A special day in Saudi history

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Al-Riyadh

SEPTEMBER 26, 2017, will be recorded in the history of Saudi Arabia as a special day when Saudi women won their innate right to driving. I don’t want to pretend my ignorance of the reasons put forward by opponents of women driving but those reasons would not convince anyone.

The arguments they made were not only hypothetical but also exceptional. Some of them encroached on woman’s nature and questioned her chastity. What excuse they have to prevent women from driving but the fear of getting corrupted or being attacked by bullies.

These reasons are hypothetical and based on assumptions. They are also insulting to our daughters, wives and mothers. We know that these arguments are not based on studies and experiences but on assumptions, generalizations and accusations that do not deserve any debate.

Car is just a means of transport and has nothing to do with corrupting women.

In contrast to their obvious right of movement and the need for mothers as well as female teachers and doctors to have a safe means of transport, there is not a single religious text that prevents them from driving. Then why do we prevent our women from driving this silent and harmless vehicle that protects her dignity and for whom we deny them this right?

If there was a text in the Qur’an or the Sunnah of the Prophet (peace be upon him) preventing women from driving we all would have stood against the decision allowing them to drive on the Kingdom’s streets and we would have opposed the international pressure to lift the ban.

Muslim women used to lead caravans and do business during the time of the Prophet (peace be upon him) and his companions. Then how can we ban them from driving without any Shariah evidence?

I don’t want to use this column today solely to refute the arguments of opponents but I personally know for years that many of our leading Islamic scholars stood against women driving and during these years I witnessed them from moving from the group of individuals who opposed women driving on religious grounds to the group who opposed it for social reasons.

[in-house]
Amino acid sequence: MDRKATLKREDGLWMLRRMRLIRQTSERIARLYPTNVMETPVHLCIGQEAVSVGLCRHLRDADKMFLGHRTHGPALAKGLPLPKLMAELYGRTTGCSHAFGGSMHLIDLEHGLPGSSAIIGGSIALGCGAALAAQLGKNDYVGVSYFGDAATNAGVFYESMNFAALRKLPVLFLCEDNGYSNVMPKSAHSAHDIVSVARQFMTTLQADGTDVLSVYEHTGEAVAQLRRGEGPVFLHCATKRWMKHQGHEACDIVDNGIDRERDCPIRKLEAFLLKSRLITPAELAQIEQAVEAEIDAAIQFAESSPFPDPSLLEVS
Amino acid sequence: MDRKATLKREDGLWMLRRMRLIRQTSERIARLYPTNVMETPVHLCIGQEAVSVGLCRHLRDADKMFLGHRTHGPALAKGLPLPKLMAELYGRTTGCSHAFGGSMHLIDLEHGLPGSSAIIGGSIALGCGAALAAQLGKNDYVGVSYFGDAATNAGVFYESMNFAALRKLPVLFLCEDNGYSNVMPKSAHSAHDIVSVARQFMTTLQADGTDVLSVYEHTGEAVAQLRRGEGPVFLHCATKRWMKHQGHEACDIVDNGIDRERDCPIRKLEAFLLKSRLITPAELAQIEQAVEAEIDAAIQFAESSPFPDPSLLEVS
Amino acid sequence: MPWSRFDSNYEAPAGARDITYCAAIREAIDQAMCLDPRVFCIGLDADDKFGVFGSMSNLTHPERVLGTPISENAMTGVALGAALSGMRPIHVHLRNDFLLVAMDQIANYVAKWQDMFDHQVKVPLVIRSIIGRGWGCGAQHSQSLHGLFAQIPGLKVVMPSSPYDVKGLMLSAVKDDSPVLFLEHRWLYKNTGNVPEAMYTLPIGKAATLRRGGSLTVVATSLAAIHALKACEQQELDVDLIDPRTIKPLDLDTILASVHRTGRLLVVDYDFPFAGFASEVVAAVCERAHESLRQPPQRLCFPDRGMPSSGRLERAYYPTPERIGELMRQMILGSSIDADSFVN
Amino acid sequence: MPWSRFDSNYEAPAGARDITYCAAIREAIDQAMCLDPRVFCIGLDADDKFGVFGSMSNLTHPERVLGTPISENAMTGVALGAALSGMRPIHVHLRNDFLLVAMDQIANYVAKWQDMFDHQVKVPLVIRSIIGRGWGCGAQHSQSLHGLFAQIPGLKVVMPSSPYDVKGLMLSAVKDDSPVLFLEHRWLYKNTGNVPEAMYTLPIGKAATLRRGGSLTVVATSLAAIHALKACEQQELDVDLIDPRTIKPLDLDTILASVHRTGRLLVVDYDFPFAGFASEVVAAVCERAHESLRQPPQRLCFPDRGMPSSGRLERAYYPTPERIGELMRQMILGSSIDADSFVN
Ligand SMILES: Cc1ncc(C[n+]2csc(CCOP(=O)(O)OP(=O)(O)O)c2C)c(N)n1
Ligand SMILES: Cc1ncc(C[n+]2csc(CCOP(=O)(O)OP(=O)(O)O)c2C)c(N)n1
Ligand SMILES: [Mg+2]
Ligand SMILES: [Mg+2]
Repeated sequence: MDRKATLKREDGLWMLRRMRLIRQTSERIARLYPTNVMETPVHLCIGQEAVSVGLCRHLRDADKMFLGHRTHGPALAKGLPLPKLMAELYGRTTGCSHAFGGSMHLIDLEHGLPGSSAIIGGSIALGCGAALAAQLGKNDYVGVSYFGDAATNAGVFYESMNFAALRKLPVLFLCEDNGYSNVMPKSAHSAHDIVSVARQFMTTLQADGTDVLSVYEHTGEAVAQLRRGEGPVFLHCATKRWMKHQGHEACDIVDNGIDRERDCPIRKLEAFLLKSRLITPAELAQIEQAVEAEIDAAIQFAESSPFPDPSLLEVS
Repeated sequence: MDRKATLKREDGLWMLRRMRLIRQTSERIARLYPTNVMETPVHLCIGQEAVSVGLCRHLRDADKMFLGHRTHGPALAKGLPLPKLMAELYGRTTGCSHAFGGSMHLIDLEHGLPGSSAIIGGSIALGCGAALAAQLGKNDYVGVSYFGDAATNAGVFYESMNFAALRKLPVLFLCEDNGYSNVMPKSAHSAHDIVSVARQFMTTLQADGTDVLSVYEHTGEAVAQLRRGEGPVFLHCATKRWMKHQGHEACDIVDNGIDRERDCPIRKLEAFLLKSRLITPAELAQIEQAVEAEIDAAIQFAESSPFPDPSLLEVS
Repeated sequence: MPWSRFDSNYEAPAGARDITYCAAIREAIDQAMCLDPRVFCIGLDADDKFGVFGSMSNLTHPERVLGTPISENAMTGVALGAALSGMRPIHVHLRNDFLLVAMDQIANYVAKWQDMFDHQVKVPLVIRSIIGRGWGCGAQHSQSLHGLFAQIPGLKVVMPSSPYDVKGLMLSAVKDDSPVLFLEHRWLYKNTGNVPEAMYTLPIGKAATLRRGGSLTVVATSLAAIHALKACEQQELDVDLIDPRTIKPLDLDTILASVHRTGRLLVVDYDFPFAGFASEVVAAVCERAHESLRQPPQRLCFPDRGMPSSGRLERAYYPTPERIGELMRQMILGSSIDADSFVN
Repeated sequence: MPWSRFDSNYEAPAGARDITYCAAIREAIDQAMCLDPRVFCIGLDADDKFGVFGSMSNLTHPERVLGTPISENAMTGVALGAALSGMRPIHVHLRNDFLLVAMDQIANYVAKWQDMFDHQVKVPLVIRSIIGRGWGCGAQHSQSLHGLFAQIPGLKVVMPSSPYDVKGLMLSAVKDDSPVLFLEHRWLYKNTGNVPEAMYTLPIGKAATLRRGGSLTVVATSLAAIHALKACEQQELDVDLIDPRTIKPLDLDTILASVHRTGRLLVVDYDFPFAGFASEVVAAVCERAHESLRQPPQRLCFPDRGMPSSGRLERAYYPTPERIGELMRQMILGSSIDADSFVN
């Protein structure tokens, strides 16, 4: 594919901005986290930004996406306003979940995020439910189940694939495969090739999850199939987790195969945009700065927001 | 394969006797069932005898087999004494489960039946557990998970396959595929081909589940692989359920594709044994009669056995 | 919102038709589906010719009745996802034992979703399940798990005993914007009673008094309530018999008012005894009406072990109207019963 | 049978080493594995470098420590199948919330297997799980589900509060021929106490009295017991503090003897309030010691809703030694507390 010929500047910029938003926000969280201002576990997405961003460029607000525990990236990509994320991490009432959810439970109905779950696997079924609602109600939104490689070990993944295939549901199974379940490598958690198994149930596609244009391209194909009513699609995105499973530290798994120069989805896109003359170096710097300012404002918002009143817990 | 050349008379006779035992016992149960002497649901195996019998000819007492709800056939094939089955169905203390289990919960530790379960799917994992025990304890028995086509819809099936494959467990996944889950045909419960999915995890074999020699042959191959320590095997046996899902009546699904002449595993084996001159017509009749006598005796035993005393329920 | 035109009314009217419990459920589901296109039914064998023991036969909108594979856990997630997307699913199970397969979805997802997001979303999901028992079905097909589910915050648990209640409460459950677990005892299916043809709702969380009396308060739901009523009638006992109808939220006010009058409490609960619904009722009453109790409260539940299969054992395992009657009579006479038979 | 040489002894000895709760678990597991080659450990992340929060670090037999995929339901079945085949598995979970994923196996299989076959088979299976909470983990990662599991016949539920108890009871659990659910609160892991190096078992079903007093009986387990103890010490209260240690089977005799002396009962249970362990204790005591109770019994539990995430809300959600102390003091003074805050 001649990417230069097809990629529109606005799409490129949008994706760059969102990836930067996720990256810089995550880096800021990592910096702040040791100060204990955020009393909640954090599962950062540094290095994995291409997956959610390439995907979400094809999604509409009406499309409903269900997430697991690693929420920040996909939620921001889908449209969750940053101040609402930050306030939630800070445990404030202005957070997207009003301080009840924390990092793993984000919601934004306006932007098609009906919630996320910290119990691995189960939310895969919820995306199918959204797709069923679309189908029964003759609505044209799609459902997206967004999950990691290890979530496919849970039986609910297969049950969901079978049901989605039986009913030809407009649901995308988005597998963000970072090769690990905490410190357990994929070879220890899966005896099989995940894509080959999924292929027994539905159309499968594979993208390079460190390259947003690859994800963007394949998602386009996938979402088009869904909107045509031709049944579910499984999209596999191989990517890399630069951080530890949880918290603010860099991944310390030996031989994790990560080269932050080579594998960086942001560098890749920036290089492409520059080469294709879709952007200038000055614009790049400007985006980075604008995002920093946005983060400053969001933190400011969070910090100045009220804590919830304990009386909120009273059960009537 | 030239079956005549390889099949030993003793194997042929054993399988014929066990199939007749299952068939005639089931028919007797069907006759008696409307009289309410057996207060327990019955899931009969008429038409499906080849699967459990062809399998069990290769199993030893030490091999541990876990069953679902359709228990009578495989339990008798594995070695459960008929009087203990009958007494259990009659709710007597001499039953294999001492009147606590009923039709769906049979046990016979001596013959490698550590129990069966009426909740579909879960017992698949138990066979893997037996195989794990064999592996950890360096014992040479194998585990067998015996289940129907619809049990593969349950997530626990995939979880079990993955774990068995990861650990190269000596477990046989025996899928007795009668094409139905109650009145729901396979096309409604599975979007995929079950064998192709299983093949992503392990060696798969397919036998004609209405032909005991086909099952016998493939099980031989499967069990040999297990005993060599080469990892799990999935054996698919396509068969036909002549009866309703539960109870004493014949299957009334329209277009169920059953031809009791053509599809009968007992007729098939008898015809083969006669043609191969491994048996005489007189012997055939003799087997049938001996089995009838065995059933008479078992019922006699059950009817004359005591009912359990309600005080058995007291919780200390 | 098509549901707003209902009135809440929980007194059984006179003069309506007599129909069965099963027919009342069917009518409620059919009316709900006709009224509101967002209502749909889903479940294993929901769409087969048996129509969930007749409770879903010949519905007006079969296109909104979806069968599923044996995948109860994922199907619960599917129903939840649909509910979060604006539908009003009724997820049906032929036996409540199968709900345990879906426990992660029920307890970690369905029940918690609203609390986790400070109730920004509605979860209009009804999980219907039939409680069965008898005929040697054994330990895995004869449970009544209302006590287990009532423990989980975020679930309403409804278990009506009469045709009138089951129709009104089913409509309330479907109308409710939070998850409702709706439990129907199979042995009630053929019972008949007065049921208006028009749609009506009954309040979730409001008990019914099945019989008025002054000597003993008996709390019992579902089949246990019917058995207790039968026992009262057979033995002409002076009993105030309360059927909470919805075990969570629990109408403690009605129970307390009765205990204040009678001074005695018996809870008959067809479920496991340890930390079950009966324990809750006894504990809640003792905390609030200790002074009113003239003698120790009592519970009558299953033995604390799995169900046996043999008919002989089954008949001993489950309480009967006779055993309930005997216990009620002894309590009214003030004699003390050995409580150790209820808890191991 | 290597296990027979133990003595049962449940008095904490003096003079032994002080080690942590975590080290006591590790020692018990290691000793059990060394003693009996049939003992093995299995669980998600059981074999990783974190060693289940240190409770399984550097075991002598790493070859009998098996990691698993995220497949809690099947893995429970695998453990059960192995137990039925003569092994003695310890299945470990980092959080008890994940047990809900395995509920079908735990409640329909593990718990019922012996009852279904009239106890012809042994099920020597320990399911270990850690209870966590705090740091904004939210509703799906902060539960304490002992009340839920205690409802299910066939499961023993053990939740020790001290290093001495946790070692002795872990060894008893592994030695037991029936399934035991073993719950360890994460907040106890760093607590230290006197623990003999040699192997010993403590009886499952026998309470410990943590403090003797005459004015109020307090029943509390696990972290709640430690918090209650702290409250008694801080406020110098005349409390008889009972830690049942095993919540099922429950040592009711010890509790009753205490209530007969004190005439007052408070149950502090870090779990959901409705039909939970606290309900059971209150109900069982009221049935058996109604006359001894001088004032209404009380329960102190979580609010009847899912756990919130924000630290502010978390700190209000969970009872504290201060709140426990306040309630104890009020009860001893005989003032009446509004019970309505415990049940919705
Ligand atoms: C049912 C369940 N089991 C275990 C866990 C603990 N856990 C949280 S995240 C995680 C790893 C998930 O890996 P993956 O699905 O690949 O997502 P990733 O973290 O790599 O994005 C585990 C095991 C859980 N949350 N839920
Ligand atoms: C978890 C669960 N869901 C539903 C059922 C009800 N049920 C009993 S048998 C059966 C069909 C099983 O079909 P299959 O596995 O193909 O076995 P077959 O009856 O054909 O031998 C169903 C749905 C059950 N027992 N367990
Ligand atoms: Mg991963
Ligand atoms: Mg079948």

When they opposed women driving on the basis of religion they presented all sorts of arguments but could not produce any evidence from the Qur’an or Sunnah to support their views. When they shifted to social reasons they were talking on behalf of the community without consulting them and assuming that society backed their views.

I personally respect the views of some opponents like my father and my father in law but I believe that their fears were hypothetical and the disadvantages of preventing women from driving are more than those of allowing them to drive. I have full confidence that time will prove the decision allowing women to drive is wise and correct. It will also reaffirm the farsightedness of our leadership, which they proved in matters such as girls’ education and use of electronic gadgets.

I am confident that the opponents will change their views tomorrow and purchase cars for their wives and daughters for fear of foreign drivers and other dangers waiting them in the streets.

Before concluding this article I would like to remind you that the decision allowing women driving does not mean women would conquer our streets tomorrow. There are technical obstacles that stand in the way. Actually most of our women do not know how to drive even if they want it. It will take several years for our women to master driving like our teenagers.

This is a blessing in disguise as it will give us enough time to psychologically, mentally and socially prepare to accept the new phenomenon on our streets. The Traffic Department should also take adequate measures to welcome women drivers and facilitate their driving.


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